Mayor discusses influences on city growth
“I know people will find this kind of strange, but I knew I was going to win. Even though everybody else doubted me and thought I was crazy,” recalled Waterloo mayor Brenda Halloran.
Halloran, now mayor for seven years, didn’t have any political experience when she entered the race for community leadership, but she did have the motivation.
She spent years petitioning city hall after discovering her Kitchener townhouse was built on a contaminated landfill site.
“That experience profoundly changed me and made me realize that people need to be taken care of by the system, not fought by the system,” she said.
In 2006, with the support of her family, Halloran ran for mayor and won.
Halloran has had some unique challenges to face since she took office as the mayor of a city with a vastly expanding student population.
“The universities are almost like a Vatican in Rome, because the universities are a totally separate world that’s in the centre of our city and we’re all around,” she said. “The excitement of having the students here, the vitality and the economic benefit is astonishing.”
At the time she became mayor, Halloran found that there was not a large focus on establishing relationships between students and the city, which is something she’s tried to remedy since.
However, she still finds that there is more to be done in ensuring students are engaged in their community.
“I think there’s a lot more students who could be engaged,” she said. “Come out and see the whole community for what it is and help us. Volunteer and be a part of it. There’s a need everywhere.”
The development of the Northdale area has been a major focus for the city over the last several years. Immense development has been occurring in the student housing bloc, with old houses being torn down in favour of high-rise apartment buildings.
“That area has been a difficult challenge for all of us because of the age of the buildings and … just the infrastructure of the whole community,” Halloran commented.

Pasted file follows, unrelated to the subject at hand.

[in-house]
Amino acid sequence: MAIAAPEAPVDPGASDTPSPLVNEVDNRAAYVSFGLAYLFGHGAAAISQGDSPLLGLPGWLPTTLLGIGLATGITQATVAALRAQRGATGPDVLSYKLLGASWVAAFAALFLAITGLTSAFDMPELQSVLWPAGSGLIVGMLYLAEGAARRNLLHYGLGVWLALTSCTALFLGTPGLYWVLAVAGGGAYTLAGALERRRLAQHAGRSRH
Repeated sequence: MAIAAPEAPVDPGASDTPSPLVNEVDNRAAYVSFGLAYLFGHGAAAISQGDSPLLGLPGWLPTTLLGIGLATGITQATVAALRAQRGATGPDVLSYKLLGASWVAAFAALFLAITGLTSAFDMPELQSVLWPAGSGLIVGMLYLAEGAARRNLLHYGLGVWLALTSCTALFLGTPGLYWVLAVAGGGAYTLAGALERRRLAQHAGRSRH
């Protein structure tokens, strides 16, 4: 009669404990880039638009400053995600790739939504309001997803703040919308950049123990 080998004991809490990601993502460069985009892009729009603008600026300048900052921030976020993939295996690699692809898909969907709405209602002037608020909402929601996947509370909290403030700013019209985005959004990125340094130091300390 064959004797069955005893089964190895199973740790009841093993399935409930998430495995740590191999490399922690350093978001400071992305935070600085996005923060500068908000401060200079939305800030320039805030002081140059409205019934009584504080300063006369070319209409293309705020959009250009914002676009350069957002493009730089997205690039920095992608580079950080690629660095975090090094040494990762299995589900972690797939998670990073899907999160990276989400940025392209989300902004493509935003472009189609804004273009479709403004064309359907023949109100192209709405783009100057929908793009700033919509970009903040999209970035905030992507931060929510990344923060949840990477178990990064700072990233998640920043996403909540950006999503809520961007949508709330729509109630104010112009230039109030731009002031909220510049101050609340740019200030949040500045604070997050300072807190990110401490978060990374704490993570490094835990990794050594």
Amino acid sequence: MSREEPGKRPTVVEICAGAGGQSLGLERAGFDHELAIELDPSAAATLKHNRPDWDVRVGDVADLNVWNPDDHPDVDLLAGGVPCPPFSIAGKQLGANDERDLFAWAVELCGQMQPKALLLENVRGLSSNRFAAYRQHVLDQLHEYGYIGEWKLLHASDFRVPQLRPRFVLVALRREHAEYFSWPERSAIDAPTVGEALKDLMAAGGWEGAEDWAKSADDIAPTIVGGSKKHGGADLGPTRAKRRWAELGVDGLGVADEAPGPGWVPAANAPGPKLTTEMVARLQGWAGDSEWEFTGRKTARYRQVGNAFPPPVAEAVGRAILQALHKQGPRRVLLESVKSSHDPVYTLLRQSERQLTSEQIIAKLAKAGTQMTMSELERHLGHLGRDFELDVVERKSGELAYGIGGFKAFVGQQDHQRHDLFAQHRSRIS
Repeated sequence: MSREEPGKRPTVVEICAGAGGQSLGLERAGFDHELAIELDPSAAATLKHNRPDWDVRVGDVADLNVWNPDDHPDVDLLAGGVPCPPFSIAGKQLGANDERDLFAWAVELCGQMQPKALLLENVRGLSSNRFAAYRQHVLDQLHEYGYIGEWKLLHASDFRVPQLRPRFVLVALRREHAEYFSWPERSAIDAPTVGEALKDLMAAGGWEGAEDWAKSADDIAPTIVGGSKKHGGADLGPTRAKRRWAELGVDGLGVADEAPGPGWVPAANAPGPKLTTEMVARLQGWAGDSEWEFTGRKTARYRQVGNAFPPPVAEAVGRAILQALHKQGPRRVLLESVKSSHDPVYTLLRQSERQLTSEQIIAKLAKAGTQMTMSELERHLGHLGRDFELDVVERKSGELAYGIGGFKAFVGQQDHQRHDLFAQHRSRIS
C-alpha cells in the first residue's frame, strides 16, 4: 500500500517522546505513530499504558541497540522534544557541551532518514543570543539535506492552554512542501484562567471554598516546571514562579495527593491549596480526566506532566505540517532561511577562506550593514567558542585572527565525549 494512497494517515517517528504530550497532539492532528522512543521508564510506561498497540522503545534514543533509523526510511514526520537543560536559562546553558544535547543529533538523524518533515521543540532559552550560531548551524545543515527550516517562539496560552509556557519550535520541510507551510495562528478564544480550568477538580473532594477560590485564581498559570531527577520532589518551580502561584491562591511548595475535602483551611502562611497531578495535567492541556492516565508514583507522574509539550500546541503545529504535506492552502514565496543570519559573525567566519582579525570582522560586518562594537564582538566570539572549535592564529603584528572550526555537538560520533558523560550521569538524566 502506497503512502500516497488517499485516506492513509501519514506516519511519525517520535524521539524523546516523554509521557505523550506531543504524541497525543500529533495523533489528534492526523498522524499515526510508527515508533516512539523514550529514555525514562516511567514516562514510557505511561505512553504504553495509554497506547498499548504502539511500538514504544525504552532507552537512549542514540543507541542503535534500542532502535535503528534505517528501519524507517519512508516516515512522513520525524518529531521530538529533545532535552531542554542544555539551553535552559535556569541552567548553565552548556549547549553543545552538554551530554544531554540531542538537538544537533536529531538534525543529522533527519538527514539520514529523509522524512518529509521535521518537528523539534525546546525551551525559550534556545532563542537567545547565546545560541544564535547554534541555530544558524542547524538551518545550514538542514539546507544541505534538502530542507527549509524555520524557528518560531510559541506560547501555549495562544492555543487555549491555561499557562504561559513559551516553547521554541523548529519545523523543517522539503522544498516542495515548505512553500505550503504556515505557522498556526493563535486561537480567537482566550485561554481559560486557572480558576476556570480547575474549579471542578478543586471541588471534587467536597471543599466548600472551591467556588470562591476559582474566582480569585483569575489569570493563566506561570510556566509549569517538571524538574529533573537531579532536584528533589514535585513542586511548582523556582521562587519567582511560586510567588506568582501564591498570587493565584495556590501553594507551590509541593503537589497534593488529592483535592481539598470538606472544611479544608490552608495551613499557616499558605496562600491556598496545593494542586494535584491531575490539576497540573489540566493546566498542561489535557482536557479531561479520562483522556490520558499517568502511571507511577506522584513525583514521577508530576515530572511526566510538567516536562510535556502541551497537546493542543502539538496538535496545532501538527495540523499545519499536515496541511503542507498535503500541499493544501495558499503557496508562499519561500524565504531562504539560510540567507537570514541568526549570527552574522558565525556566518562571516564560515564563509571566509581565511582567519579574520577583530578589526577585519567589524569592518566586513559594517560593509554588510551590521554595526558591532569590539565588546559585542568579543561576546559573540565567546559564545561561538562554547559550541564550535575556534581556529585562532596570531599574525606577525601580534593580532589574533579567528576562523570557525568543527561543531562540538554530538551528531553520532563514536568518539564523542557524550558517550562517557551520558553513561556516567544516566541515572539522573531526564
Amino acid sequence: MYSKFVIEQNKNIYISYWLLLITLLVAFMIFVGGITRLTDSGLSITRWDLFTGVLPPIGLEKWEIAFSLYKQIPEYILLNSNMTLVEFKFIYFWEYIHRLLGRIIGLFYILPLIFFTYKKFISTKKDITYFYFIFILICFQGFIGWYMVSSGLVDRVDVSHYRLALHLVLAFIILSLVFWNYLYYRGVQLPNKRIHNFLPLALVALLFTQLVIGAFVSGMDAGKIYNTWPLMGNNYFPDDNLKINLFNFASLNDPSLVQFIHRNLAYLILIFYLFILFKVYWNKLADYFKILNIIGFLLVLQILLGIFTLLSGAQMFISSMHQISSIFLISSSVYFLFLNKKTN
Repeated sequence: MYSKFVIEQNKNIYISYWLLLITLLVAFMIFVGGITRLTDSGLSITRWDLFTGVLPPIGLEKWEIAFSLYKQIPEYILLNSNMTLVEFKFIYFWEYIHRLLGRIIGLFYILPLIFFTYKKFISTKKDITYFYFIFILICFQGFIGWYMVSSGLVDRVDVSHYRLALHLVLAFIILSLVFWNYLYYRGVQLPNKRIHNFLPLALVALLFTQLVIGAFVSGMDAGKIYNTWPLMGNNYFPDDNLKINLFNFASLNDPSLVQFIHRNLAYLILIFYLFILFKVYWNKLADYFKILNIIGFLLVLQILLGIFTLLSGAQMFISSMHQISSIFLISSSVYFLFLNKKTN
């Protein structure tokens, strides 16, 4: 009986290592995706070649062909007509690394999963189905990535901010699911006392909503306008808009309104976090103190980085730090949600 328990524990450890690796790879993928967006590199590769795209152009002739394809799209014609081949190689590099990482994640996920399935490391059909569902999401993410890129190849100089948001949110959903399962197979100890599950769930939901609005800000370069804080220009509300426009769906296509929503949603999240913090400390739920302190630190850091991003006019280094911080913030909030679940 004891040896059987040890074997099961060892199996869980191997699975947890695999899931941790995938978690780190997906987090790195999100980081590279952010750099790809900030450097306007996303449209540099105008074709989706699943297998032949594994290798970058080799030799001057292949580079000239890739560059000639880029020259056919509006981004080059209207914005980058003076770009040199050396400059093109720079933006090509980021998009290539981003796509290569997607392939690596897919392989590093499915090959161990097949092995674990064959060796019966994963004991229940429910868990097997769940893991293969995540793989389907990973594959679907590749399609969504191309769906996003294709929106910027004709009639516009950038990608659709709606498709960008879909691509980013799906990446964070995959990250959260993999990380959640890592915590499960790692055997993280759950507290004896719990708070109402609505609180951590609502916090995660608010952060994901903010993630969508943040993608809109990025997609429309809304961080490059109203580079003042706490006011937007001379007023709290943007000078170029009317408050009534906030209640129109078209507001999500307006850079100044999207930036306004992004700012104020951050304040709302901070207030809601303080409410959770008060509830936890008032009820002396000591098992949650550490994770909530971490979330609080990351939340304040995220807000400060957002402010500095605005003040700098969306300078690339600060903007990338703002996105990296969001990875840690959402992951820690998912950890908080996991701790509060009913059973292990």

She added, “We have a lot of student housing being built and the positive side is that it’s new, it’s clean, it’s safe.”
However, with the advent of these newer buildings comes greater capacity housing units and the need for more people to fill them. According to Halloran, this is largely out of the city’s control.
“We do have some concerns that it’s been overbuilt,” she said. “We voiced those concerns to the developers who wanted to build student housing, saying you know, there’s a lot on the market and the student population isn’t growing as fast as what you’re building.”
A lot of the focus now will be on ensuring there are sufficient amenities to support incoming populations.
Other major developments during her tenure as mayor have come through the explosion of Waterloo’s technology sector.
“Waterloo is seen globally as one of the most prominent tech sectors in North America and we come by that with a lot of hard work and a lot of innovation and collaboration within the community,” said Halloran.
“I travel as a mayor and I’m able to sell us, to talk about Waterloo Region as a tech centre, as an academic centre, as a knowledge economy.”
Organizations such as Communitech, The Accelerator Centre and Canada’s Technology Triangle have helped foster tech development.
Although the job can be demanding — Halloran hasn’t had a day off in about seven years — she says as long as the voters support her and her physical health permits, she’ll continue to be mayor of Waterloo.
“Some days are just breathtaking, other days are really stressful. And I think, I didn’t know if I want to do this anymore, it’s not as much fun,” Halloran considered.
“And then I wake up and it’s a beautiful day to start again. And I feel very privileged that I can do this position.”